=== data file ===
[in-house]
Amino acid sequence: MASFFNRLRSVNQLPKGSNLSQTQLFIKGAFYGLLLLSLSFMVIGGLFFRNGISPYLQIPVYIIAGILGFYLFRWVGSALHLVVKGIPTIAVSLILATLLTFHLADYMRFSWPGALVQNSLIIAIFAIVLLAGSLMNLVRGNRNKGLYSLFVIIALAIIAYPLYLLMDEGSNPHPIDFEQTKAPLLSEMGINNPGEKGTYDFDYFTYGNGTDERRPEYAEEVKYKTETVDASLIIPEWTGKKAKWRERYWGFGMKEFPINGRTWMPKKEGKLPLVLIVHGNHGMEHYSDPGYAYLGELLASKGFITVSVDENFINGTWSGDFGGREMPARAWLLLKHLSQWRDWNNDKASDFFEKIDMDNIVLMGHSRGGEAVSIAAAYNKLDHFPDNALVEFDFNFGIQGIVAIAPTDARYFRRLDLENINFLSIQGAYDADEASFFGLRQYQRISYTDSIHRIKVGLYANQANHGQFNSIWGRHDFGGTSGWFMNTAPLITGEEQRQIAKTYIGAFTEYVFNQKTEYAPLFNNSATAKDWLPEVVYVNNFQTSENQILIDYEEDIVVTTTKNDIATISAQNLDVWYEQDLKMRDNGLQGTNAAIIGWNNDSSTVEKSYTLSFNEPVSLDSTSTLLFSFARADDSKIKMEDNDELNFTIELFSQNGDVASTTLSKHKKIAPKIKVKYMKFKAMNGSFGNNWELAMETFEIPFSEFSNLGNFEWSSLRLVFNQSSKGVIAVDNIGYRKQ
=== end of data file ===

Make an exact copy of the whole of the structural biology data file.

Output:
[in-house]
Amino acid sequence: MASFFNRLRSVNQLPKGSNLSQTQLFIKGAFYGLLLLSLSFMVIGGLFFRNGISPYLQIPVYIIAGILGFYLFRWVGSALHLVVKGIPTIAVSLILATLLTFHLADYMRFSWPGALVQNSLIIAIFAIVLLAGSLMNLVRGNRNKGLYSLFVIIALAIIAYPLYLLMDEGSNPHPIDFEQTKAPLLSEMGINNPGEKGTYDFDYFTYGNGTDERRPEYAEEVKYKTETVDASLIIPEWTGKKAKWRERYWGFGMKEFPINGRTWMPKKEGKLPLVLIVHGNHGMEHYSDPGYAYLGELLASKGFITVSVDENFINGTWSGDFGGREMPARAWLLLKHLSQWRDWNNDKASDFFEKIDMDNIVLMGHSRGGEAVSIAAAYNKLDHFPDNALVEFDFNFGIQGIVAIAPTDARYFRRLDLENINFLSIQGAYDADEASFFGLRQYQRISYTDSIHRIKVGLYANQANHGQFNSIWGRHDFGGTSGWFMNTAPLITGEEQRQIAKTYIGAFTEYVFNQKTEYAPLFNNSATAKDWLPEVVYVNNFQTSENQILIDYEEDIVVTTTKNDIATISAQNLDVWYEQDLKMRDNGLQGTNAAIIGWNNDSSTVEKSYTLSFNEPVSLDSTSTLLFSFARADDSKIKMEDNDELNFTIELFSQNGDVASTTLSKHKKIAPKIKVKYMKFKAMNGSFGNNWELAMETFEIPFSEFSNLGNFEWSSLRLVFNQSSKGVIAVDNIGYRKQ